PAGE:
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Court to hear arguments in fight over school chief’s powers

By TODD RICHMOND Associated Press

MADISON, Wis. (AP) — The Wisconsin Supreme Court is scheduled to hear oral arguments on Wednesday in a lawsuit that will decide whether the state schools superintendent or the governor controls K-12 public education policy.

Republicans have been trying for years to reduce the superintendent’s powers. The position is officially nonpartisan but liberal-leaning superintendents have controlled the office for nearly two decades.

The Wisconsin Institute for Law and Liberty, a conservative law firm, filed a lawsuit in 2017 alleging that a new law requiring state agencies to obtain the governor’s permission before writing rules, regulations and policies applies to the superintendent.

The firm filed the suit when now-Gov. Tony Evers, a Democrat, was state superintendent and in the throes of a campaign against then-Republican Gov. Scott Walker. The post is now held by Carolyn Stanford Taylor, whom Evers appointed as his replacement. A ruling that the superintendent can’t create policy without the governor’s permission wouldn’t help the GOP immediately, but it would give the party de facto control of the office should a Republican defeat Evers in the future.
Rick Esenberg, an attorney for WILL, said the case is about the law, not politics.

“The (Wisconsin) Constitution gives the legislature the authority to decide if and how it will allow agencies to make rules,” Esenberg said in an email to The Associated Press. “That constitutional authority ought to be recognized and upheld no matter who the Governor happens to be.”

At the heart of the case is a law Republicans passed in the summer of 2017 nicknamed the REINS Act. The measure requires agencies to obtain permission from both the governor and the Department of Administration, which the governor controls, to write regulations and administrative rules that enact policy and statutes. The institute filed a lawsuit directly with the state Supreme Court in November of that year alleging Evers, then the superintendent, wasn’t complying with the act and asked for a declaration that the requirement applies to that office.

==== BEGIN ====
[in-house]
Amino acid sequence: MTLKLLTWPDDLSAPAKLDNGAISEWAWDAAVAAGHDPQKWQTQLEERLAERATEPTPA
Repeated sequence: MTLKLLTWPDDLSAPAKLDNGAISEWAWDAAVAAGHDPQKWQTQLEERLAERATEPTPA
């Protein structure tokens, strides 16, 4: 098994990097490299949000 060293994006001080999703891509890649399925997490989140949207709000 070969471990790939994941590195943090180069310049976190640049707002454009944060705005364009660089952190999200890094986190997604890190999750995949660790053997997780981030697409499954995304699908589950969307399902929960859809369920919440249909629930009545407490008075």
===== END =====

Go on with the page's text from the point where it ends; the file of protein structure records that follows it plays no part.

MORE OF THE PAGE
“All rules must be based on an express grant of rule-making authority by the Legislature,” Esenberg argued in his November 2017 filing asking the Supreme Court to take the case. “The Legislature commands the process to be followed in exercising this authority.”
Attorneys for both Evers and the state Department of Public Instruction countered that the court decided years ago that the superintendent doesn’t need the governor’s approval to write regulations.

The court ruled 4-3 in 2016 that a law Republicans passed in 2011 requiring state agencies to obtain the governor’s approval before promulgating regulations didn’t apply to the superintendent because it’s a separate constitutional office elected by the people. Evers and DPI’s lawyers maintain the REINS Act simply duplicates the 2011 law and therefore can’t affect the superintendent.

“Since statehood, the supervision of public instruction has been vested in an independent, constitutional officer,” they argued in court filings.

Two justices who found the 2011 law doesn’t apply to the superintendent — Michael Gableman and David Prosser — have since left the court. But conservatives still maintain a 4-3 majority.

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